Please use this identifier to cite or link to this item: http://hdl.handle.net/2440/116361
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Type: Journal article
Title: Creating the Aboriginal vagrant: protective governance and indigenous mobility in colonial Australia
Author: Nettelbeck, A.
Citation: Pacific Historical Review, 2018; 87(1):79-100
Publisher: University of California Press
Issue Date: 2018
ISSN: 0030-8684
1533-8584
Statement of
Responsibility: 
Amanda Nettlebeck
Abstract: This article considers how shifting programs of Aboriginal protection in nineteenth-century Australia responded to Indigenous mobility as a problem of colonial governance and how they contributed over time to creating an emergent discourse of the Aboriginal “vagrant.” There has been surprisingly little attention to how the legal charge of vagrancy became applied to Indigenous people in colonial Australia before the twentieth century, perhaps because the very notion of the Aboriginal vagrant was subject to ambivalence throughout much of the nineteenth century. When vagrancy laws were first introduced into Australia’s colonies, Aboriginal people were exempt from them as a group not yet subject to the ordinary regulatory codes of colonial society. Bringing them within the protective fold of colonial social order was one of the principal tasks of the office of ‘protection’ that was introduced into three Australian jurisdictions during the late 1830s. As the nineteenth century progressed and Aboriginal people became more susceptible to social order policing, a concept of Indigenous vagrancy hardened into place, and programs of protection became central to its management.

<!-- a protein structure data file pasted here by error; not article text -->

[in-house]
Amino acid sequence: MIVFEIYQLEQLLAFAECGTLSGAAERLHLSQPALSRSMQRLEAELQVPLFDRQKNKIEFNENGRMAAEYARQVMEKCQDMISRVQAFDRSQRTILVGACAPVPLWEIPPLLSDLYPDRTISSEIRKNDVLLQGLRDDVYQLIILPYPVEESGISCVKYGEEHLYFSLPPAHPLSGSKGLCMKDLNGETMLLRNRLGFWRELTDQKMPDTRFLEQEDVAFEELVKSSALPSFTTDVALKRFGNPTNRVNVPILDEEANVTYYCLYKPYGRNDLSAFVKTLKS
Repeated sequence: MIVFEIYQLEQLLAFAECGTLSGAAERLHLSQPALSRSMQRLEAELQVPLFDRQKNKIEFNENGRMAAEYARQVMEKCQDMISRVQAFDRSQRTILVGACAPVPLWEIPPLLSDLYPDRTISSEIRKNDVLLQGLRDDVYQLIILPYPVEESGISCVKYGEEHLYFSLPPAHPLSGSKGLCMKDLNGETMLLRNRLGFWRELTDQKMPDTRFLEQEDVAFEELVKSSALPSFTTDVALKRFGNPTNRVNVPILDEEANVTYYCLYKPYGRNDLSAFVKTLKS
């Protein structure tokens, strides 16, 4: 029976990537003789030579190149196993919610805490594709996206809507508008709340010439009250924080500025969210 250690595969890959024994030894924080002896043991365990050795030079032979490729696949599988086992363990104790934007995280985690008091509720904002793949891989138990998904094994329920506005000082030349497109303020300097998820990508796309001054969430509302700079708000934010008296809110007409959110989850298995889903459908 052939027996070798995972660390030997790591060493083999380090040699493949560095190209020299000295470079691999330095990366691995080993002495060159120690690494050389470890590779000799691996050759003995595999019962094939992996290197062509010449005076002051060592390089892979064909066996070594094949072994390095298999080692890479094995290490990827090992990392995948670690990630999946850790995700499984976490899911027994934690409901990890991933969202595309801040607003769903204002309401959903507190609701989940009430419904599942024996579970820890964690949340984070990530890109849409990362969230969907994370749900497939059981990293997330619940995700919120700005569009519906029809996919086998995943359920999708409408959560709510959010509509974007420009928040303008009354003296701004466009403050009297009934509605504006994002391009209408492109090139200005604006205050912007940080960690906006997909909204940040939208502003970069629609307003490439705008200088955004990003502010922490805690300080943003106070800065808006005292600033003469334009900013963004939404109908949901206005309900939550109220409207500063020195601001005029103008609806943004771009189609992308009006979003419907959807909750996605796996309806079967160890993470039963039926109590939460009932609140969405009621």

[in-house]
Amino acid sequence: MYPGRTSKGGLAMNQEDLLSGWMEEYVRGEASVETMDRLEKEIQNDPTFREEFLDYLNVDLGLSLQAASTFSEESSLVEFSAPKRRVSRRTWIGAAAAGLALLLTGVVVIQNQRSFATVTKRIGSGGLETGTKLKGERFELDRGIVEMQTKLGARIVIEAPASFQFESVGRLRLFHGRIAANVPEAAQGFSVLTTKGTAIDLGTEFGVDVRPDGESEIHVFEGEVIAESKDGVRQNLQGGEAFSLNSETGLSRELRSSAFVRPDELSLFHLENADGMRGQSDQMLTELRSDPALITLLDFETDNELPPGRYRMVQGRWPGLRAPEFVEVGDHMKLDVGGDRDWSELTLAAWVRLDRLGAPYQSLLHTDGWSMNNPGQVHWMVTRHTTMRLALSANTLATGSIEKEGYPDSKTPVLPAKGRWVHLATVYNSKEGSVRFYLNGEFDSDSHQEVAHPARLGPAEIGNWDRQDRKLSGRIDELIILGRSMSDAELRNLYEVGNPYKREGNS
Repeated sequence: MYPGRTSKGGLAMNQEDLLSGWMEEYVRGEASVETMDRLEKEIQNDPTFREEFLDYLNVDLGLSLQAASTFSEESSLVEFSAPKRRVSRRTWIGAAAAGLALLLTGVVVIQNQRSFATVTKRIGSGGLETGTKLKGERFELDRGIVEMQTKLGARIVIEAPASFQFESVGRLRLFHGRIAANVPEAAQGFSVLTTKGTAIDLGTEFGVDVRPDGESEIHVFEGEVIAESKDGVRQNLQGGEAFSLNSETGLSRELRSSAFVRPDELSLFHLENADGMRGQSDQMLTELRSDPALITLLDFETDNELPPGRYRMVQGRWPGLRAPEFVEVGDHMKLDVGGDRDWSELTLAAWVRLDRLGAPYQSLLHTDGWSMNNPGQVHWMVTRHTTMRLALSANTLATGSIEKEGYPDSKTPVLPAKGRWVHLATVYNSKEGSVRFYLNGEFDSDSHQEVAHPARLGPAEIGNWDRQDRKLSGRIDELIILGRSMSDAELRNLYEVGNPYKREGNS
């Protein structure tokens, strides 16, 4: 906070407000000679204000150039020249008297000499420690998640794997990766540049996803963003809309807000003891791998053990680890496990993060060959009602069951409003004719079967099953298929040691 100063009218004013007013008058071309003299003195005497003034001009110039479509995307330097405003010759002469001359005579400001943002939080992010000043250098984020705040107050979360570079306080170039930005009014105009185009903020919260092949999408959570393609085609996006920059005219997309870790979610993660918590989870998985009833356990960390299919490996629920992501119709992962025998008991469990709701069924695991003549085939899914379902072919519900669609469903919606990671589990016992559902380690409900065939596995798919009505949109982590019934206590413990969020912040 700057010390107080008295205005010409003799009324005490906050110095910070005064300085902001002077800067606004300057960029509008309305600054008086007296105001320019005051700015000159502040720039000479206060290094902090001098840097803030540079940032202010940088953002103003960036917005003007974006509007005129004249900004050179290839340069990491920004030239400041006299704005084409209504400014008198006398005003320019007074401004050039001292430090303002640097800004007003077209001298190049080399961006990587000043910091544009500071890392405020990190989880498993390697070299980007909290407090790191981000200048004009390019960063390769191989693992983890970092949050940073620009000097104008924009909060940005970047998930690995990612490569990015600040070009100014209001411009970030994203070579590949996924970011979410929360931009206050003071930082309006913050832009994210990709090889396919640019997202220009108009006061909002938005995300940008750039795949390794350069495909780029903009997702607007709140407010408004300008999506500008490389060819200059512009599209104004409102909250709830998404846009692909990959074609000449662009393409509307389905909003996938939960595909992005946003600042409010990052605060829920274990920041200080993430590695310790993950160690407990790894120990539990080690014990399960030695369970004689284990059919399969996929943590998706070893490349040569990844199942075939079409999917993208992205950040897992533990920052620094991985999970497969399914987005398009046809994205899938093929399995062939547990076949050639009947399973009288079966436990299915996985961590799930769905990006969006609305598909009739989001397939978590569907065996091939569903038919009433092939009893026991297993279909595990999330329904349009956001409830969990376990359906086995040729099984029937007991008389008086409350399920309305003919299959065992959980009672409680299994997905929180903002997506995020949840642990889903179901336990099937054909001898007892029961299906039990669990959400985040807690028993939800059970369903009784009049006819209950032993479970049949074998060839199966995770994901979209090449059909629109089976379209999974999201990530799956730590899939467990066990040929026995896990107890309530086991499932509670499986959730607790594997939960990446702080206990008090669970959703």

Rights: © 2018 by the Pacific East Coast Branch, American Historical Association. All rights reserved.
RMID: 0030096042
DOI: 10.1525/phr.2018.87.1.79
Grant ID: http://purl.org/au-research/grants/arc/DP140103049
Appears in Collections:History publications

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